How Long Things Take

A wonderful little ditty was passed along to me via email this morning, (just when I was wondering what I was going to put in my blog). It comes from a nature watchers mailing list. Seems this guy was cleaning out his basement and stumbled upon a book he’d forgotten. It’s a collection of 5000 entries, each one citing how long a certain process takes. Here are the examples that were in my email: (s=seconds, m=minutes, h=hours, d=days w=weeks y=years) (0.003s) – a housefly’s wings to beat one stroke.(1s) – the wings of a small hummingbird to beat seventy times.(2-3s)

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OK, I admit it…

I liked the first episode of Stacked. I was ready to pan it, but I actually enjoyed it, laughing out loud more than a few times. I know…who would have thought? Two geeky bookstore owners, a swell gal behind the coffee counter, a nutty professor, an ex-wife+2 kids, a tatooed rocker, and Pamela Anderson’s bombshell character-Skyler, all poking fun at celebrity written novels, self-help books, author photos, and of course, boobs. I imagine that many in the publishing biz are going to want to get on the Pammie-train. (and won’t she have the last laugh over all those snobby (jealous)

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Litblog Co-op

What a nifty idea. the litblog co-op Uniting the leading literary weblogs for the purpose of drawing attention to the best of contemporary fiction, authors and presses that are struggling to be noticed in a flooded marketplace. I think I’m gonna start singing Kumbaya…


Spring is here and one of these days I need to get around to having my picture taken for the book jacket. I’m trying not too get weird over it, but I suppose there’s a bit of pressure there…do I – look scholarly, look fun, look wise beyond my years, should I have it taken with glasses, or without (and will I look all squinty eyed and lost without them?) The composition of the author photo is purposely contrived to convey the appropriate authorly attributes specific to his or her genre. It is no accident that Margaret Atwood, queen of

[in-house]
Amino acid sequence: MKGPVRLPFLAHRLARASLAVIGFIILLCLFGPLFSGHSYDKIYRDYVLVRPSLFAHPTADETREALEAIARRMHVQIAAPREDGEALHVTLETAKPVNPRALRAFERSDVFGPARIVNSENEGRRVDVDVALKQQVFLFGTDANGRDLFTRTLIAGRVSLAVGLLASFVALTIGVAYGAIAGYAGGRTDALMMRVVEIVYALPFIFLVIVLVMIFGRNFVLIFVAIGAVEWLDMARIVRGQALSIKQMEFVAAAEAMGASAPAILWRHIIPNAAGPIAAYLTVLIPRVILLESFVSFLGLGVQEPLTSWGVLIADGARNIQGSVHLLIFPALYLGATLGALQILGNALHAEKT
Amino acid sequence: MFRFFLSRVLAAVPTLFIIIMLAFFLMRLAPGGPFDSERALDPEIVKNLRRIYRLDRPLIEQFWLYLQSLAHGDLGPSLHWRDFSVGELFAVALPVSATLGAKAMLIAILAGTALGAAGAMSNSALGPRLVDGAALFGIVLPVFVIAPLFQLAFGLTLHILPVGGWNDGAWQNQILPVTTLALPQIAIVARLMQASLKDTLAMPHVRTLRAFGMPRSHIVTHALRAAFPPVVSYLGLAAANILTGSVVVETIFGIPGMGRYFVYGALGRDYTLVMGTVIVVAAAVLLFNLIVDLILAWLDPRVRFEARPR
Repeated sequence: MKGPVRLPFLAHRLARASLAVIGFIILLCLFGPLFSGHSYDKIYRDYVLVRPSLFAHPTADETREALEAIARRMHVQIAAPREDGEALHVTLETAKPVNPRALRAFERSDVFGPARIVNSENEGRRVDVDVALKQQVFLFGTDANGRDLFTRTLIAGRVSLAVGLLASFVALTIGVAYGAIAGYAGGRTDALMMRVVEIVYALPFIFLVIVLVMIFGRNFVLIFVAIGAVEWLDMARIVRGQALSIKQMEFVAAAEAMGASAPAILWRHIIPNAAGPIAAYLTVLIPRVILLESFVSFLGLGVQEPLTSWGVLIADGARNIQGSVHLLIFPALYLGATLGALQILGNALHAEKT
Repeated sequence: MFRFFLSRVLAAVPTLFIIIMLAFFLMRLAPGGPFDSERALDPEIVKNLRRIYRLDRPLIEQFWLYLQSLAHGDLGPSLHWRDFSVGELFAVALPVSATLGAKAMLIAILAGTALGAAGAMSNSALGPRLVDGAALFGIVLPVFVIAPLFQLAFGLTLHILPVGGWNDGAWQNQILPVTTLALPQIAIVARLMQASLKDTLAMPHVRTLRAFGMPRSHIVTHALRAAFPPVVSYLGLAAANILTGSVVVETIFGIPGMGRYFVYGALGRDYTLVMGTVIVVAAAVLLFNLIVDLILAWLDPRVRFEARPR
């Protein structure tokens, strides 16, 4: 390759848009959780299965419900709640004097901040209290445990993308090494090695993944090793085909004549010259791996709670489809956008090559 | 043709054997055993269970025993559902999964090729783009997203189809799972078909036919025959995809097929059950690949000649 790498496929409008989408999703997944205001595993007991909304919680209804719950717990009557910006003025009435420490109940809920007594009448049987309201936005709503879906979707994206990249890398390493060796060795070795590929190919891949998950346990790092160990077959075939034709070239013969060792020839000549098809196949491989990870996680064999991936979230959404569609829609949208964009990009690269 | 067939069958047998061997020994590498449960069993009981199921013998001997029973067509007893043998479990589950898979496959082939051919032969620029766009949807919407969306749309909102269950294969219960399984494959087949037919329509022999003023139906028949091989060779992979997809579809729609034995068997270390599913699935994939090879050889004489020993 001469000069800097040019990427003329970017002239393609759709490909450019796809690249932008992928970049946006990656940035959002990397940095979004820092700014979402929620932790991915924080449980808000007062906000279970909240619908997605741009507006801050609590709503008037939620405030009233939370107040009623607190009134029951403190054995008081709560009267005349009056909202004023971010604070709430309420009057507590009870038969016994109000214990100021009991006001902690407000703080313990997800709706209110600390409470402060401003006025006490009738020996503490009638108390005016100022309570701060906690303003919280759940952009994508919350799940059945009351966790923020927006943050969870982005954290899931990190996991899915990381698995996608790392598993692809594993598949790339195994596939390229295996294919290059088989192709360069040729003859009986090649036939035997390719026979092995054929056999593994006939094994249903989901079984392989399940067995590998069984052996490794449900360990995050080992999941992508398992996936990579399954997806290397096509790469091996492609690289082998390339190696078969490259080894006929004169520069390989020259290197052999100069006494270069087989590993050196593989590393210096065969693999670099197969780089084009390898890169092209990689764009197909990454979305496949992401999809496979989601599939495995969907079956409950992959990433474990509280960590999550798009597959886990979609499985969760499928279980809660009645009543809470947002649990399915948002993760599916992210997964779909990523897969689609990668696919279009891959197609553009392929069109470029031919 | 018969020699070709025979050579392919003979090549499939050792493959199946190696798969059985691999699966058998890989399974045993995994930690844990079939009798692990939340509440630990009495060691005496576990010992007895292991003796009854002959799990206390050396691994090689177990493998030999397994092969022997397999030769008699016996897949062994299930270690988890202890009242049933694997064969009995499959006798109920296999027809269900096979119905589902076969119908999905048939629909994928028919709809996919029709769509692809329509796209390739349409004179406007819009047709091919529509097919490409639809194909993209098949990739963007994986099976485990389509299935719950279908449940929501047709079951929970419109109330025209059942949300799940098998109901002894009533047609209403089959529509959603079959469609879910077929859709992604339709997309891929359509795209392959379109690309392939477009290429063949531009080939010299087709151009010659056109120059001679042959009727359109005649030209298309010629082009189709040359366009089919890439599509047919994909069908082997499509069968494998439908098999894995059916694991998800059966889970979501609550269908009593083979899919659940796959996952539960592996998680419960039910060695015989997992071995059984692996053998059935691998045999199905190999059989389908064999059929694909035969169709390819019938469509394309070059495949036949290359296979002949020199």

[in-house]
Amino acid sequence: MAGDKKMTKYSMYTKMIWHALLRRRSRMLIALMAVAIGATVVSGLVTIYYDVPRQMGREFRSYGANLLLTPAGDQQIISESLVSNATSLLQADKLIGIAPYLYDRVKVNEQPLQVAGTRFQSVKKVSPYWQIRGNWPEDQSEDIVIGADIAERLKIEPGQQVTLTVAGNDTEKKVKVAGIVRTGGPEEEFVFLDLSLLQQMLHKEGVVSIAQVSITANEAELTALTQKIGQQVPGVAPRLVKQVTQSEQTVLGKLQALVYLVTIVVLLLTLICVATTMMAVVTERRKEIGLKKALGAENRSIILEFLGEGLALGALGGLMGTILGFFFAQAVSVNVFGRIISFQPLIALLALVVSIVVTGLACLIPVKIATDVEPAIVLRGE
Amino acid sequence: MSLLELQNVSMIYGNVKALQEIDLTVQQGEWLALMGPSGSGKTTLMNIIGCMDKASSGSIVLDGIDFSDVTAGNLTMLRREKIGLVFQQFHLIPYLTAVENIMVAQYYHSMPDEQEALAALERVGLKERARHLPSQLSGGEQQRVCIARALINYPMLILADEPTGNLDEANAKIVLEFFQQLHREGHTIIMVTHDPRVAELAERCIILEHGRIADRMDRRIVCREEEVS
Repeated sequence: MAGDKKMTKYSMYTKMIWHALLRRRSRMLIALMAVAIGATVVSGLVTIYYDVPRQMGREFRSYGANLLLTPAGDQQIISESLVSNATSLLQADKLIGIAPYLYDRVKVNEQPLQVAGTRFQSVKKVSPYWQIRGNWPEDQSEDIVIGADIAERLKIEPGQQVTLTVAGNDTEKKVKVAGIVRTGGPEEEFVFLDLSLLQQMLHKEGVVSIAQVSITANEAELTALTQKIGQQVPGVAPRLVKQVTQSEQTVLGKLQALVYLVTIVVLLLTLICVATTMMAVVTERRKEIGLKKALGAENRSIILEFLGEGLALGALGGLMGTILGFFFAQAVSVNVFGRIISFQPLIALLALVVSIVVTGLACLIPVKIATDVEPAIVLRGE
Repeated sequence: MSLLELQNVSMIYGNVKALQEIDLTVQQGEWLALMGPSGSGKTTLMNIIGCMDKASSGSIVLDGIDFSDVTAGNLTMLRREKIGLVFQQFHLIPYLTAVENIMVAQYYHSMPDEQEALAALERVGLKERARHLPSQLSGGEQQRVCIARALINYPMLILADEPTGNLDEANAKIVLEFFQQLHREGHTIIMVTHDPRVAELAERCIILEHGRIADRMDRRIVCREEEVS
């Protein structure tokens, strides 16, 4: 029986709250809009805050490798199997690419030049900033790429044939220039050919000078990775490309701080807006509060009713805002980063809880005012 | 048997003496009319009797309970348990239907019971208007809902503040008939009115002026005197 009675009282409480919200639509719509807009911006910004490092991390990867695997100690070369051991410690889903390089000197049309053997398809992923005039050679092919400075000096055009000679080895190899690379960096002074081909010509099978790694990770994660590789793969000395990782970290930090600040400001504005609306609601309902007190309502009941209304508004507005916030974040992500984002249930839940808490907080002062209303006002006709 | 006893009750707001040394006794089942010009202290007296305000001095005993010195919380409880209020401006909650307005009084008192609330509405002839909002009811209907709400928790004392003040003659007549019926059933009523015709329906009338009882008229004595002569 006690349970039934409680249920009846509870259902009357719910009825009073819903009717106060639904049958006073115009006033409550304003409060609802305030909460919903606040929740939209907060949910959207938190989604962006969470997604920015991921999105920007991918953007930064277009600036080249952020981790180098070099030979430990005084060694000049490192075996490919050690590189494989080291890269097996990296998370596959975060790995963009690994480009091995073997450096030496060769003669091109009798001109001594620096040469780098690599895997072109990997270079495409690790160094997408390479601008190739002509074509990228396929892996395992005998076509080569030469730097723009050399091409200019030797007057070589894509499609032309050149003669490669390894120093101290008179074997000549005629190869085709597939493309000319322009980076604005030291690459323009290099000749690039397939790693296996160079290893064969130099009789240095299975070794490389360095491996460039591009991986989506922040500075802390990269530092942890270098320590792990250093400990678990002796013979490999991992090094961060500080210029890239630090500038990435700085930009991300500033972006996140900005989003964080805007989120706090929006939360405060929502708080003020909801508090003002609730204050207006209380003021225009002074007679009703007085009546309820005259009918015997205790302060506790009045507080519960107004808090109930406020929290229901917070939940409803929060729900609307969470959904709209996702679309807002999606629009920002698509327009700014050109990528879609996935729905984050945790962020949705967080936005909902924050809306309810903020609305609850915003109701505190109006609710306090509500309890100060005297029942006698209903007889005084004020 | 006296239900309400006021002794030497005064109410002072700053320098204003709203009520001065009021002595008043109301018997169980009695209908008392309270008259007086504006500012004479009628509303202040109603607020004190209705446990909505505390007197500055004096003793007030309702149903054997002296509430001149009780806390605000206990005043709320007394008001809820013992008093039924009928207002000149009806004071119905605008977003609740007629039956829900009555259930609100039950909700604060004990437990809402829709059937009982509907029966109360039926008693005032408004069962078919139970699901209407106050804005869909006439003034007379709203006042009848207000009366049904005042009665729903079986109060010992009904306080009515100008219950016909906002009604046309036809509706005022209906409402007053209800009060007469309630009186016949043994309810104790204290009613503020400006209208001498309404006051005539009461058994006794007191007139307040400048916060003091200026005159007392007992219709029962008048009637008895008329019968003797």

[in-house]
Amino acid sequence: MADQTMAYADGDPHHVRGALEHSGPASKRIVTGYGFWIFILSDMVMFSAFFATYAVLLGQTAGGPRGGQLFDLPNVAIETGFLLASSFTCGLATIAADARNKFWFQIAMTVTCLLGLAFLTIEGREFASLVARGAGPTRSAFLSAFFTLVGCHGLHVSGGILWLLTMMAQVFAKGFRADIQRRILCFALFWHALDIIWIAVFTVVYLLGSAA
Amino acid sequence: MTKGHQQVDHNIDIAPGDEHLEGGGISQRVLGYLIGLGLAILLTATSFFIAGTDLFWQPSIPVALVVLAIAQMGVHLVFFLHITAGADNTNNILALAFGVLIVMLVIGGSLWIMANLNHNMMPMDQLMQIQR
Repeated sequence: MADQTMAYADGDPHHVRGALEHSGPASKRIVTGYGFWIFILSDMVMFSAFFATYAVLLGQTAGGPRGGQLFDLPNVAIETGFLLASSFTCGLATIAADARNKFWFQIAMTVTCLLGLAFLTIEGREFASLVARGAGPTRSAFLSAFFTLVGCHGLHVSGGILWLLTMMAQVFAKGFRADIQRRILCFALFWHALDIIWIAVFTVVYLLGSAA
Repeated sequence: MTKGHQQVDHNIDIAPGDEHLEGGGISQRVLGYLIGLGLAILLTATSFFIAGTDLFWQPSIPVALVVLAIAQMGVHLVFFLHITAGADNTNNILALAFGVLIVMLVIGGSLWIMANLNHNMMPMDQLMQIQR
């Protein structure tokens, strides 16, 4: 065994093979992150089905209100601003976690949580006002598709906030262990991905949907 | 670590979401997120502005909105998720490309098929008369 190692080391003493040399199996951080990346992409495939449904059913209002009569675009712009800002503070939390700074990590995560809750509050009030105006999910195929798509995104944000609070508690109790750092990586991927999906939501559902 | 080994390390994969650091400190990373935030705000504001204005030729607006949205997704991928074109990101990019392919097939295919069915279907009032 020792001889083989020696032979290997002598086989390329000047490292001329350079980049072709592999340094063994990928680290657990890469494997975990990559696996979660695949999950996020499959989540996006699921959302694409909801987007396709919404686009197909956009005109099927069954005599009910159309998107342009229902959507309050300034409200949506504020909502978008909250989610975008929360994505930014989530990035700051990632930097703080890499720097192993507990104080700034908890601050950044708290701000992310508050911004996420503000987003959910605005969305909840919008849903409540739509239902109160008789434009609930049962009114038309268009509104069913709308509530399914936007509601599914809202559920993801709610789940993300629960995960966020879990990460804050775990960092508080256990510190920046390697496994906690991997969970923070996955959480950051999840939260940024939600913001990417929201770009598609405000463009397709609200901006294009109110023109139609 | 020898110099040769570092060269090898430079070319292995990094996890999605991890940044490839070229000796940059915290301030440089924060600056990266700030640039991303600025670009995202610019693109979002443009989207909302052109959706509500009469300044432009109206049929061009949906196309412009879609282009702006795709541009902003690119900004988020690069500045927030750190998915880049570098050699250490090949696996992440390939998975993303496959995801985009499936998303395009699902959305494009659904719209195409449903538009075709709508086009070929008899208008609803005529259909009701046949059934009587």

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into the domestic

It’s worth pointing out: a lot of what was submitted was dauntingly undaring. On the whole the submissions from women were disappointingly domestic, the opposite of risk-taking – as if too many women writers have been injected with a special drug that keeps them dulled, good, saying the right thing, aping the right shape, and melancholy at doing it, depressed as hell.Extracted from New Writing 13, edited by Ali Smith & Toby Litt This excerpt from the introduction of New Writing 13 has gotten a lot of flack in the past couple of weeks. I’m not here to join my

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